So, I finally watched all of Jean-Luc Godard's "miniseries" (not like any miniseries you'll ever see in the US!), "Histoire(s) du cinéma." They're having a retrospective at the Centre Pompidou and I sat through all 5 hours in one day. Having watched the "morceaux choisis" (selected bits) shown in the US recently, I can say that Hitchcock comes off as a less central figure in the long version, and Italian cinema more so. What else can I say? It's a lot of layered imagery that requires a better cinematic education than I've had to really appreciate. It's beautiful (but, as Godard keeps reminding us -- it is a "fatal beauty"). It integrate film history, art history, and political history, and not in any simple way. Did you know Marcel Pagnol invented the close-up and was inspired to do so by the faces of kings on coins? I didn't.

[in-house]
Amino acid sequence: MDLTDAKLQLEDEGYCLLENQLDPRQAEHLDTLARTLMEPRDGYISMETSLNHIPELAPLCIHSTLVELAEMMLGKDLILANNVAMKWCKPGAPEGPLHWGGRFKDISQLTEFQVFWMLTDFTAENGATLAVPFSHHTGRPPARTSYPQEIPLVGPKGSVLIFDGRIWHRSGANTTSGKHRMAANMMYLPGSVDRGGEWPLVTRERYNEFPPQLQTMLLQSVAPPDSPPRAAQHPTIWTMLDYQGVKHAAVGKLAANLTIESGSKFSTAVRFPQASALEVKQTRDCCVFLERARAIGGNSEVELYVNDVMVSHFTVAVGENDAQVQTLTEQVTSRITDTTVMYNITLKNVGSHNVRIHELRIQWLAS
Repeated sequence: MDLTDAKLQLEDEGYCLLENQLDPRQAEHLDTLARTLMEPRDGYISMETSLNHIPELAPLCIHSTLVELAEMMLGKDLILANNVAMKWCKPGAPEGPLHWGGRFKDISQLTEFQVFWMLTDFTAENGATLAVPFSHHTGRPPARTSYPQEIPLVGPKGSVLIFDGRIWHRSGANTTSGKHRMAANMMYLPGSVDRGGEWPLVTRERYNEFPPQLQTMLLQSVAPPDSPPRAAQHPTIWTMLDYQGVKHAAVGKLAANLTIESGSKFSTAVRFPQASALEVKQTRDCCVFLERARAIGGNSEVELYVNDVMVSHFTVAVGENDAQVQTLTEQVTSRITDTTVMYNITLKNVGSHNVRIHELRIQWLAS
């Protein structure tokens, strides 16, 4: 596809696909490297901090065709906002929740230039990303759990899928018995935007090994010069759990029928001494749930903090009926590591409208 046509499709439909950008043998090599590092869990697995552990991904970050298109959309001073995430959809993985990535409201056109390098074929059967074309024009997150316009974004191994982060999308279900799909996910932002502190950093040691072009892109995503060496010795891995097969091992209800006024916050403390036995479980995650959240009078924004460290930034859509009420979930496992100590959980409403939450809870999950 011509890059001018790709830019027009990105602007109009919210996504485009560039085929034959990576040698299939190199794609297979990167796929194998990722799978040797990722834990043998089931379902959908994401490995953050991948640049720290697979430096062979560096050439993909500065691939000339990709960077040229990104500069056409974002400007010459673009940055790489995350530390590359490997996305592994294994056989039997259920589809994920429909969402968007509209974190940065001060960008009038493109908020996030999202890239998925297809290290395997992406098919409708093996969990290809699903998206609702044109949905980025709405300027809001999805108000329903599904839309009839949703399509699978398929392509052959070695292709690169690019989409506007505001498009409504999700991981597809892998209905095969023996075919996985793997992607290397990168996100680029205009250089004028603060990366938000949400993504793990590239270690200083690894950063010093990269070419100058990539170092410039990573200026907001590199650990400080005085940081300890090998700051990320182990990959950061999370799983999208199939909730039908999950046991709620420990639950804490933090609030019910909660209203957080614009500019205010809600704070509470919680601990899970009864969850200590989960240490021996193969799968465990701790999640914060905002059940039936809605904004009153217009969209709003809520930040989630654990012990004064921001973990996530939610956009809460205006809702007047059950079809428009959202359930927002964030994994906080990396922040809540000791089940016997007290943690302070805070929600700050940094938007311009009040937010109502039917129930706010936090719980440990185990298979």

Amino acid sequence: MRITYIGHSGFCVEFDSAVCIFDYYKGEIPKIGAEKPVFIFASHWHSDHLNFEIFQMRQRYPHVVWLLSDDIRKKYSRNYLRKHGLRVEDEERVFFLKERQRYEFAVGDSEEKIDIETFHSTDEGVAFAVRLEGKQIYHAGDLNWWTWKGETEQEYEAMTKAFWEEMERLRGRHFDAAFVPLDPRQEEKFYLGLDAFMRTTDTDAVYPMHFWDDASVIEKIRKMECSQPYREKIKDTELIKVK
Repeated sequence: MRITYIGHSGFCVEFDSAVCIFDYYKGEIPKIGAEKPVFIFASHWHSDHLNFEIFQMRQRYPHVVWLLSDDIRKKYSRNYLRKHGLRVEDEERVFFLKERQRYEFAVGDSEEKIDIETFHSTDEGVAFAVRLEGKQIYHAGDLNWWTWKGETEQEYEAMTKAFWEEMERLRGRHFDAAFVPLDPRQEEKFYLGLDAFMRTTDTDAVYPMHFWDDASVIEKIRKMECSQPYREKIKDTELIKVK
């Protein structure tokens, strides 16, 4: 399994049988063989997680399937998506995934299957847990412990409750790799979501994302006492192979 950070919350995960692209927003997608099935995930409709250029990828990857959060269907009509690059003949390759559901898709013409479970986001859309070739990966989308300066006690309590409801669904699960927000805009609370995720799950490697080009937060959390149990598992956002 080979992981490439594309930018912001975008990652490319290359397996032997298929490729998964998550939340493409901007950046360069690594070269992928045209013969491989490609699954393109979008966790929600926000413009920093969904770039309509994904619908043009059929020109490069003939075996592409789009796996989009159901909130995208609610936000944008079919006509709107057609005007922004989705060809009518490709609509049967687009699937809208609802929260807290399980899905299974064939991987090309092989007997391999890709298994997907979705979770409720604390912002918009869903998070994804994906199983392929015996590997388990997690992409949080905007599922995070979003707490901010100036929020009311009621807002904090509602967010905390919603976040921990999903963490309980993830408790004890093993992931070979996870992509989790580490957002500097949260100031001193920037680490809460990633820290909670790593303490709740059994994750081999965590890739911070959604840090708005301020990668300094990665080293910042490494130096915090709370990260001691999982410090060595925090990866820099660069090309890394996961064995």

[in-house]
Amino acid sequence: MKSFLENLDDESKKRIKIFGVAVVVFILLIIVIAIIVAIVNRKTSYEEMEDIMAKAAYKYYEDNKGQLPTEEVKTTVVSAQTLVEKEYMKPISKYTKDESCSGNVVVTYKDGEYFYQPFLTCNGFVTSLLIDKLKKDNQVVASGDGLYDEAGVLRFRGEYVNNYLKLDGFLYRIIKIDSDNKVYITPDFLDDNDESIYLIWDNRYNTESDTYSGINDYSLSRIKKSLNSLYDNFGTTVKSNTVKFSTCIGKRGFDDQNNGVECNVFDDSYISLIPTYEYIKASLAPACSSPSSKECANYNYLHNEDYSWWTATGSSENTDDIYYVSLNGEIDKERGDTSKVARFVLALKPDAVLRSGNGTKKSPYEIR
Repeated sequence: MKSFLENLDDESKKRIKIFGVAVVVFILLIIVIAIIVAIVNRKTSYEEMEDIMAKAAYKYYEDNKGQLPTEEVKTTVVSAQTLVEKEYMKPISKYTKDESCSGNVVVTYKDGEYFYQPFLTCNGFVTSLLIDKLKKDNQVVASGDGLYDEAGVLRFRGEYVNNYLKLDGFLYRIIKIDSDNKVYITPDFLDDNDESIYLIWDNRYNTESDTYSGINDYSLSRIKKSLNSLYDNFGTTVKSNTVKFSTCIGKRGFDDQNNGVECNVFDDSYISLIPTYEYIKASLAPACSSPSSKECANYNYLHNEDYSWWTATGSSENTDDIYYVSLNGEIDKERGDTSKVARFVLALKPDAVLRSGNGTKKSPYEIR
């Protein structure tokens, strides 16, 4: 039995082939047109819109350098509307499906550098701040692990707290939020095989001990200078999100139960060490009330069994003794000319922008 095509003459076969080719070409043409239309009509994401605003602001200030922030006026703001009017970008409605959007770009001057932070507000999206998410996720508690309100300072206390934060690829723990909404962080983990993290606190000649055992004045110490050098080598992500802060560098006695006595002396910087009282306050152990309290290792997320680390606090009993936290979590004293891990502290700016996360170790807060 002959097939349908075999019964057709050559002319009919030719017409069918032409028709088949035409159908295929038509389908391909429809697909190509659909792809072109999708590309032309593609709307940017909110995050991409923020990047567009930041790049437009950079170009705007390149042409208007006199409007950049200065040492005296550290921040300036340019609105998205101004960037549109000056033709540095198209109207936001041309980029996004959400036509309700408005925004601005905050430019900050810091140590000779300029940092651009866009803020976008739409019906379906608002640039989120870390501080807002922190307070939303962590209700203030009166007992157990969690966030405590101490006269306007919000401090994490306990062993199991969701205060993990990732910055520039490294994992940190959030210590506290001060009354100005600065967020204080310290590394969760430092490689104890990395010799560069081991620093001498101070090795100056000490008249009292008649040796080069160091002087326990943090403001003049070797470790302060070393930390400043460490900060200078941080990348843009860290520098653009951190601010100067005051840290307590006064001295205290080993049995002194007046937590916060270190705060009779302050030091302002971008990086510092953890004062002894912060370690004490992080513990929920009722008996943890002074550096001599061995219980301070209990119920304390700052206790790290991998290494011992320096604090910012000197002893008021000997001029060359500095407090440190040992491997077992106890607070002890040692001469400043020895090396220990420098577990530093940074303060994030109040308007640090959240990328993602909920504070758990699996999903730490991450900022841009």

It's impossible to convey in English the fact that the French word "Histoire" means both story and history. What you can do in English is convey the fact that all these (hi)stories -- despite some valiant retrospective efforts by Godard, who includes female narrators and interlocutors, Marguerite Duras behind the camera, Emily Dickinson and Virginia Woolf quotes -- all, or almost all, are his-stories, stories told by men.


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